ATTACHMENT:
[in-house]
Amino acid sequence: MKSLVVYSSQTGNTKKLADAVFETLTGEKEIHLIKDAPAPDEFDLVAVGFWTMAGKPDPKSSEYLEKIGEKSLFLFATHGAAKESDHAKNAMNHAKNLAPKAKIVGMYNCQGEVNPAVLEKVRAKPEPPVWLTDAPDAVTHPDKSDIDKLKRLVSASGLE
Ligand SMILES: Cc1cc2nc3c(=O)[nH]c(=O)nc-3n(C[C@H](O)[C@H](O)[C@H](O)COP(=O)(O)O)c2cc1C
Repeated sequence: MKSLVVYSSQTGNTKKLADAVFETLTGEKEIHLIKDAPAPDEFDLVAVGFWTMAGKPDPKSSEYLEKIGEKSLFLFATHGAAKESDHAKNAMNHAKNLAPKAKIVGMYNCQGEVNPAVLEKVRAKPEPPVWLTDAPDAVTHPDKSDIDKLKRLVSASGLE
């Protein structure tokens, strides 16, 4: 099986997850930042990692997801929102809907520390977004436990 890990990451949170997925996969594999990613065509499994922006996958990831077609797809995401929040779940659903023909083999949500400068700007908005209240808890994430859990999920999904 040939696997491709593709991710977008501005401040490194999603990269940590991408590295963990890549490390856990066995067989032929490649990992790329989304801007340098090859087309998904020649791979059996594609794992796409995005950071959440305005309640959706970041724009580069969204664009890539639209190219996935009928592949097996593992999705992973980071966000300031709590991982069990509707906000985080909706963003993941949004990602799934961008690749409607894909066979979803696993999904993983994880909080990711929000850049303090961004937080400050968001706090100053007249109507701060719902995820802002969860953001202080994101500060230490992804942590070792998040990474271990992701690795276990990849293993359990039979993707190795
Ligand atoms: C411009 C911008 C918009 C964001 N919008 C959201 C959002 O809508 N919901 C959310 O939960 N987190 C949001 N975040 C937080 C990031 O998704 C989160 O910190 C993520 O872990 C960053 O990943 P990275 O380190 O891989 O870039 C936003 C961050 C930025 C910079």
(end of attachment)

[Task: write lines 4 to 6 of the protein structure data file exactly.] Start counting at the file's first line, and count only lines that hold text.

Repeated sequence: MKSLVVYSSQTGNTKKLADAVFETLTGEKEIHLIKDAPAPDEFDLVAVGFWTMAGKPDPKSSEYLEKIGEKSLFLFATHGAAKESDHAKNAMNHAKNLAPKAKIVGMYNCQGEVNPAVLEKVRAKPEPPVWLTDAPDAVTHPDKSDIDKLKRLVSASGLE
């Protein structure tokens, strides 16, 4: 099986997850930042990692997801929102809907520390977004436990 890990990451949170997925996969594999990613065509499994922006996958990831077609797809995401929040779940659903023909083999949500400068700007908005209240808890994430859990999920999904 040939696997491709593709991710977008501005401040490194999603990269940590991408590295963990890549490390856990066995067989032929490649990992790329989304801007340098090859087309998904020649791979059996594609794992796409995005950071959440305005309640959706970041724009580069969204664009890539639209190219996935009928592949097996593992999705992973980071966000300031709590991982069990509707906000985080909706963003993941949004990602799934961008690749409607894909066979979803696993999904993983994880909080990711929000850049303090961004937080400050968001706090100053007249109507701060719902995820802002969860953001202080994101500060230490992804942590070792998040990474271990992701690795276990990849293993359990039979993707190795
Ligand atoms: C411009 C911008 C918009 C964001 N919008 C959201 C959002 O809508 N919901 C959310 O939960 N987190 C949001 N975040 C937080 C990031 O998704 C989160 O910190 C993520 O872990 C960053 O990943 P990275 O380190 O891989 O870039 C936003 C961050 C930025 C910079």